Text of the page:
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Pennywise: The Story of IT Review

July 30, 2022 | Posted by Joseph Lee
Pennywise: The Story of IT Image Credit: Cinedigm
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Pennywise: The Story of IT Review  

Directed By: John Campopiano, Christopher Griffiths

Written by: John Campopiano, Gary Smart

Story: This in-depth look at the 1990 mini-series based on Stephen King’s iconic novel features interviews with many of the cult classic’s key players, including director Tommy Lee Wallace and cast members Seth Green, Richard Thomas, and Tim Curry, who portrayed the notorious monster clown, Pennywise.

Fan-fueled documentaries about cult films aren’t as prevalent as you would think, and they probably should be. They’re always passion projects, making them more fun to watch than any studio-produced retrospective. Even when said films run over four hours long (Crystal Lake Memories, In Search of Darkness), they’re filled with a wealth of information. Cult Screenings UK previously provided the excellent Leviathan: The Story of Hellraiser and Hellbound and Unearthed and Untold: The Path to Pet Sematary. Now they’re back with Pennywise: The Story of IT.

Obviously this isn’t about the 2017 and 2019 films, as they’re not old enough to be ready for a retrospective. This is about the 1990 miniseries, without which those remakes wouldn’t exist. Perhaps someone would have made an IT adaptation eventually, but this miniseries triggered a fear of clowns in an entire generation and moved Pennywise into pop culture. And yet there have never been any real making-of specials about it. Fans were starved for behind-the-scenes stories, relying on print interviews or the DVD commentary. It seems John Campopiano, Gary Smart and Christopher Griffiths were tired of waiting, because they made their own.

Pennywise runs at just over two hours, a rare example of a fan documentary feature that’s shorter than its source material. But in that two hours it packs in just about everything you could care to know. And it doesn’t do so with rose-colored glasses. Just about everyone involved with the production seems to admit that IT had flaws, particularly with the second night. But it’s clear they still look back on the film and its legacy fondly.

Most of these types of documentaries usually have somebody missing, but outside of people who are no longer with us (Jonathan Brandis, Harry Anderson, John Ritter), only Annette O’Toole is missing for whatever reason. Not only does this documentary get just about every minor role you could possibly think of, they were able to get Tim Curry as well. He doesn’t talk as much as you’d want, likely due to the health issues he’s had over the years, but gaps are filled in with vintage interviews. That’s also how we get quotes from Stephen King about his thought process in writing the novel.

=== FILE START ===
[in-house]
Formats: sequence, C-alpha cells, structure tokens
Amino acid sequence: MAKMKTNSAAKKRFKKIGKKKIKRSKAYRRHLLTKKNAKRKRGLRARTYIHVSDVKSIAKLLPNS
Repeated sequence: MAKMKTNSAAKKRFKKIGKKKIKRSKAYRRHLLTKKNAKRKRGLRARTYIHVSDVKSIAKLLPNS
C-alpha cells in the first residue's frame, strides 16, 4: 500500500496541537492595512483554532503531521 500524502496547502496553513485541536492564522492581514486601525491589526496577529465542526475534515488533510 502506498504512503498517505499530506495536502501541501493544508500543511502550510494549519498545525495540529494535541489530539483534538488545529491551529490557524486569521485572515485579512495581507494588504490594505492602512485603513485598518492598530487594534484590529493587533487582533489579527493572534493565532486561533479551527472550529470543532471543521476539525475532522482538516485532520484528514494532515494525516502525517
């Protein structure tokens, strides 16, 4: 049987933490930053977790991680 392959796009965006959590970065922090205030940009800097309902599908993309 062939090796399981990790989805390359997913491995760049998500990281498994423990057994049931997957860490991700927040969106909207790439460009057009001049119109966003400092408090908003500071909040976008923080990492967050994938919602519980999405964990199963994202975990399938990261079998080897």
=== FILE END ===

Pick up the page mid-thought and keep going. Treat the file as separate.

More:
The most impressive thing is the wealth of behind-the-scenes footage, photos and vintage news articles and interviews it contains. There’s plenty of shots of Tim Curry in the makeup chair, shots of noteworthy moments being covered and trivia that you might not have known before. I was particularly interested in seeing that the giant spider (which no one liked) was capable of moving more than was shown. The story about the book scene’s creation was also interesting. There’s a wealth of stories that fans of the miniseries will enjoy hearing, especially after a lack of them for so long.

I think the only thing I would have liked was everyone’s thoughts on the remake. I get why it wasn’t there, but Brandon Crane was in Chapter Two, so it would have been interesting. It’s not necessary, however.

Pennywise is a fun watch for fan of the 1990 miniseries and a great companion piece if you want to add an extra two hours to the overall experience. It may have taken a lot of work to put together, but it doesn’t feel like work to watch. This is an enjoyable and informative watch. You can find it now on Screambox.

The final score: review Very Good
The 411
Pennywise: The Story of IT is an exhaustive documentary covering just about every aspect of the production of the 1990 miniseries. However, thanks to its never-ending shortage of behind-the-scenes footage and interviews with almost everyone who worked on it, it never feels exhausting. This documentary is a must for fans of this classic movie.